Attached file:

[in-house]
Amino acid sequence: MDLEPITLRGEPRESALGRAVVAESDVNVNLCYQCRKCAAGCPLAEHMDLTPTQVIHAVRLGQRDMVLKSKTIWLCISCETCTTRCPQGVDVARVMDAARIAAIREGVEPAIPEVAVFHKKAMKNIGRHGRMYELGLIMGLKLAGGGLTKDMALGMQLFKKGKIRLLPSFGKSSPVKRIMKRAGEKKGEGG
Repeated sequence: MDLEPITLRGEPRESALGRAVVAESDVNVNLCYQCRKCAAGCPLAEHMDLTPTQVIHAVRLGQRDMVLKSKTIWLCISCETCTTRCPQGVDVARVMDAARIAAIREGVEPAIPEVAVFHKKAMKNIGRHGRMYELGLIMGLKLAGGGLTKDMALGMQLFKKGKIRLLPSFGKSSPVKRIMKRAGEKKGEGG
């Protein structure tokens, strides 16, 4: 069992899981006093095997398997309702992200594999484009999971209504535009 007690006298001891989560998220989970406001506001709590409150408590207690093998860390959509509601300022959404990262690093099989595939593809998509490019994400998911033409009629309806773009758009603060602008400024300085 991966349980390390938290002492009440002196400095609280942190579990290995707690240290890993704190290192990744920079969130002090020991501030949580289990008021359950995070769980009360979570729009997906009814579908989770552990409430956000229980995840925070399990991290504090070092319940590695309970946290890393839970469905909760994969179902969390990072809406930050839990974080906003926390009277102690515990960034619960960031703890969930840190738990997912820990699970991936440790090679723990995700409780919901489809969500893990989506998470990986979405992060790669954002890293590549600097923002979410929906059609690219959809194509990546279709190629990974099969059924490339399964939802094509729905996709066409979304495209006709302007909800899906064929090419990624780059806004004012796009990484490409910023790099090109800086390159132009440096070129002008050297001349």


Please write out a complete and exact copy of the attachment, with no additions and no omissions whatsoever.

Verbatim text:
[in-house]
Amino acid sequence: MDLEPITLRGEPRESALGRAVVAESDVNVNLCYQCRKCAAGCPLAEHMDLTPTQVIHAVRLGQRDMVLKSKTIWLCISCETCTTRCPQGVDVARVMDAARIAAIREGVEPAIPEVAVFHKKAMKNIGRHGRMYELGLIMGLKLAGGGLTKDMALGMQLFKKGKIRLLPSFGKSSPVKRIMKRAGEKKGEGG
Repeated sequence: MDLEPITLRGEPRESALGRAVVAESDVNVNLCYQCRKCAAGCPLAEHMDLTPTQVIHAVRLGQRDMVLKSKTIWLCISCETCTTRCPQGVDVARVMDAARIAAIREGVEPAIPEVAVFHKKAMKNIGRHGRMYELGLIMGLKLAGGGLTKDMALGMQLFKKGKIRLLPSFGKSSPVKRIMKRAGEKKGEGG
């Protein structure tokens, strides 16, 4: 069992899981006093095997398997309702992200594999484009999971209504535009 007690006298001891989560998220989970406001506001709590409150408590207690093998860390959509509601300022959404990262690093099989595939593809998509490019994400998911033409009629309806773009758009603060602008400024300085 991966349980390390938290002492009440002196400095609280942190579990290995707690240290890993704190290192990744920079969130002090020991501030949580289990008021359950995070769980009360979570729009997906009814579908989770552990409430956000229980995840925070399990991290504090070092319940590695309970946290890393839970469905909760994969179902969390990072809406930050839990974080906003926390009277102690515990960034619960960031703890969930840190738990997912820990699970991936440790090679723990995700409780919901489809969500893990989506998470990986979405992060790669954002890293590549600097923002979410929906059609690219959809194509990546279709190629990974099969059924490339399964939802094509729905996709066409979304495209006709302007909800899906064929090419990624780059806004004012796009990484490409910023790099090109800086390159132009440096070129002008050297001349």